Casablanca (1942)


Everybody comes to Rick’s, and everyone loves Casablanca. What’s not to like? Humphrey Bogart turns in a commanding performance as Rick, the reluctant American exile who runs a popular nightclub in North Africa during early World War II. He says he sticks his neck out for no one, but he’s really just a softy who had his heart broken by Ingrid Bergman several years prior. When she pops up in Casablanca with a new flame who just happens to be a leader of the Czech underground, she begs Rick to help smuggle them out of town before the Nazis get them.

The film is a triumph of well-written roles and charismatic performances. Bogart may carry the film, but his supporting cast is equally up to the task. Claude Rains is my favorite, indelible as the wry Captain Renault, a police officer whose neutrality leads to a wonderfully climactic act of allegiance. Some of the banter between Rains and Bogart are among the film’s many highlights:

“What in heaven’s name brought you to Casablanca?”

“My health. I came to Casablanca for the waters.”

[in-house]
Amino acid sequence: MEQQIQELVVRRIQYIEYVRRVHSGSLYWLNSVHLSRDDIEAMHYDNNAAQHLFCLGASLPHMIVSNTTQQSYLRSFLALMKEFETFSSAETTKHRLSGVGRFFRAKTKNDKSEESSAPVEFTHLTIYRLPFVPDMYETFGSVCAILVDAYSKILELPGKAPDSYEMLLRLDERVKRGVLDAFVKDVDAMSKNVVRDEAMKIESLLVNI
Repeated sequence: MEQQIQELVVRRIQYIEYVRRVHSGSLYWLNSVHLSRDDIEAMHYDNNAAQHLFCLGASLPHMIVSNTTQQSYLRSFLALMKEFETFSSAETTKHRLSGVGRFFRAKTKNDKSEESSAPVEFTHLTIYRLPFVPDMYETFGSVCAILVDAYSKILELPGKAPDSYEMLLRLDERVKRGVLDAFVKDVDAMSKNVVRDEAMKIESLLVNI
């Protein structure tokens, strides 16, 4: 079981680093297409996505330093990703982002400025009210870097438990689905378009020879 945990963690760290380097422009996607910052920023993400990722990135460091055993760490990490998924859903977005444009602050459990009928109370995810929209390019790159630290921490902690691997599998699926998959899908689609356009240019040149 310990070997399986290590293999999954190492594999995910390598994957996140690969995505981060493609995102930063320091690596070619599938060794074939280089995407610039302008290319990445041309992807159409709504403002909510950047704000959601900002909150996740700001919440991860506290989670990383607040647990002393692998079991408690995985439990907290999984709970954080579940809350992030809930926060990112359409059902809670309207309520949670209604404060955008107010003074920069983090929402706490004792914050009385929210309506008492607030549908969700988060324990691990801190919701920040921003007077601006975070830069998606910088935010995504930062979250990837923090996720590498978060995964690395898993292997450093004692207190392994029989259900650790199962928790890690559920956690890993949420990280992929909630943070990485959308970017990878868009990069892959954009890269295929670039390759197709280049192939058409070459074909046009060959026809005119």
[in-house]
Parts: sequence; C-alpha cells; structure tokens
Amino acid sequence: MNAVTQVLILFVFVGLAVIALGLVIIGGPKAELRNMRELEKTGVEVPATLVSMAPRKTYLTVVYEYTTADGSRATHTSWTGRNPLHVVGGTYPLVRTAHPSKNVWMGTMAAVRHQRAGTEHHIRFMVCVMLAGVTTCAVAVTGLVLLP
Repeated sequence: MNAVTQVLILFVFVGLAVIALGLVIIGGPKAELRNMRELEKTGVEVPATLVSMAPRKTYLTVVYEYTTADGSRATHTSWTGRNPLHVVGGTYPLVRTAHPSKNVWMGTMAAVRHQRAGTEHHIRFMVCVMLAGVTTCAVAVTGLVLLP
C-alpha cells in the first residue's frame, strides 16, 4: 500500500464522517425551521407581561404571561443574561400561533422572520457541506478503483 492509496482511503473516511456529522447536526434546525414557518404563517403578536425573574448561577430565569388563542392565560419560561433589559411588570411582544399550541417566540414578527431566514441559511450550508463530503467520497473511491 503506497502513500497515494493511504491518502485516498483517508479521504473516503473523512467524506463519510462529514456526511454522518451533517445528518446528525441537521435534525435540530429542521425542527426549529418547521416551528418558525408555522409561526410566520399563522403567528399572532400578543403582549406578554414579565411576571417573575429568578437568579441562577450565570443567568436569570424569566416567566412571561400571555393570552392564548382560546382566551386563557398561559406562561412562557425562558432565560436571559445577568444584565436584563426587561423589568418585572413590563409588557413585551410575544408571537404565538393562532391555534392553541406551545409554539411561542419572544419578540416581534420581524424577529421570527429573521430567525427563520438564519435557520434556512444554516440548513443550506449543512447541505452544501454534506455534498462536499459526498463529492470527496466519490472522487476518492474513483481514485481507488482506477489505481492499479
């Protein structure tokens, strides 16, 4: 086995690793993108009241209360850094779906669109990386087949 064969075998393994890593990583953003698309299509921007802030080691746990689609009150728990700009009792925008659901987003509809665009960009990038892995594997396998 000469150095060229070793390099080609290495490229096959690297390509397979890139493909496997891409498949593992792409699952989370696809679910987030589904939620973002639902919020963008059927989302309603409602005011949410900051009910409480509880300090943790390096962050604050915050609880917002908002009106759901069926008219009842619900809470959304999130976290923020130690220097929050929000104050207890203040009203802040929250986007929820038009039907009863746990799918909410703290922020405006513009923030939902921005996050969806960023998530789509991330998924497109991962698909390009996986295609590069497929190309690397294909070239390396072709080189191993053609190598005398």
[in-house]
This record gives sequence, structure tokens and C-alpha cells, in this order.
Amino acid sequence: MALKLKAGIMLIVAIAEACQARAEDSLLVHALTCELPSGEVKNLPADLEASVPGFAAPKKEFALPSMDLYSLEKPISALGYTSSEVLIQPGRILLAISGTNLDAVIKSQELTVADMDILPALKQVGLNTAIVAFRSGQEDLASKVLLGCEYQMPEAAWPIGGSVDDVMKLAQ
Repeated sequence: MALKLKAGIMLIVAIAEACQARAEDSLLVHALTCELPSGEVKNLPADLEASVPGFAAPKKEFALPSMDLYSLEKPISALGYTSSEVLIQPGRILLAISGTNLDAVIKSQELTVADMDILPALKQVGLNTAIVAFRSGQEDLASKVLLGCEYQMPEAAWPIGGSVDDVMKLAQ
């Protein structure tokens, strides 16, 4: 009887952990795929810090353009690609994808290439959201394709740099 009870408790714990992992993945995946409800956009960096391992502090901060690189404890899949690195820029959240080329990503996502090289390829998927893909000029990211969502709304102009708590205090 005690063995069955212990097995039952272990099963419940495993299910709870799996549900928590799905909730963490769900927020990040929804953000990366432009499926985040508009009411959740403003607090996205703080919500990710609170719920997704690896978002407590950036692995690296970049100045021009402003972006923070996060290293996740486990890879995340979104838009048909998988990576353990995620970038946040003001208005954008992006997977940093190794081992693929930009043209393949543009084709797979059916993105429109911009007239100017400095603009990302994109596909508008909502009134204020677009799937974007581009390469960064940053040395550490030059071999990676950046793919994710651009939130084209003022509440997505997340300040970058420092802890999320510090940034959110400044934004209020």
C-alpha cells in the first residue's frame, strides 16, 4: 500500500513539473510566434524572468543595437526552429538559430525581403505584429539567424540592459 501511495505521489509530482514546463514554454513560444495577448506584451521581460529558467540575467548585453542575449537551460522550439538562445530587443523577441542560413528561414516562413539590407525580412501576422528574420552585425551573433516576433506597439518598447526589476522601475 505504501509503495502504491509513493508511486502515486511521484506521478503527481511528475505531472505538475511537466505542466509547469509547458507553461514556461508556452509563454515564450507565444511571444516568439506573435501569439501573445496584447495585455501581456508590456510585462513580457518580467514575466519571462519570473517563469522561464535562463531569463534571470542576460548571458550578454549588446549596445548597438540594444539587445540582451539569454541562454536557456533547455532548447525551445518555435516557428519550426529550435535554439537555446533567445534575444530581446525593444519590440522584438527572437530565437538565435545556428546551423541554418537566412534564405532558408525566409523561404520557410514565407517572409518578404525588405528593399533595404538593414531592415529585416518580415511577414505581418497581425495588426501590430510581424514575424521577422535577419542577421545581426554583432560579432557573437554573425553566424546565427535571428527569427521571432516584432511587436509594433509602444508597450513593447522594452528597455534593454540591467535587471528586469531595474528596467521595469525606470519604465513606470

“The waters? What waters? We’re in the desert.”

“I was misinformed.”

Peter Lorre and Sydney Greenstreet are two of the more caricatured denizens of Casablanca, while Paul Henreid and Conrad Veidt play political adversaries and Dooley Wilson plays the nightclub’s loveable piano player, Sam. Ingrid Bergman spends most of the film in an air of desperation and regret, but she’s damned good at it. When the nightclub patrons try to drown out Nazi singing with a rousing rendition of “La Marseillaise,” Bergman’s worried expression speaks volumes. And I have to agree with Roger Ebert in his DVD commentary of the film: no woman has ever been more beautifully photographed than Ingrid Bergman in Casablanca.

Director Michael Curtiz keeps the film rolling at a pulp matinee pace, languishing just slightly in the more romantic Parisian flashback sequence, while Max Steiner washes the film in a dynamic score that is at turns exciting and romantic. The icing on the cake is Herman Hupfeld’s iconic song, “As Time Goes By,” written eleven years prior to the film, but nonetheless immortalized by it.

Casablanca is a rare film that appeals equally to men and women, young and old. It’s also a gateway film for people just dipping their toes into classic American film. If we had to pick just one movie to represent the Golden Age of Hollywood cinema, let it be this one.

Academy Awards: Best Picture, Best Director, Best Screenplay
Nominations: Best Actor (Bogart), Best Supporting Actor (Rains), Best Cinematography, Best Film Editing, Best Musical Score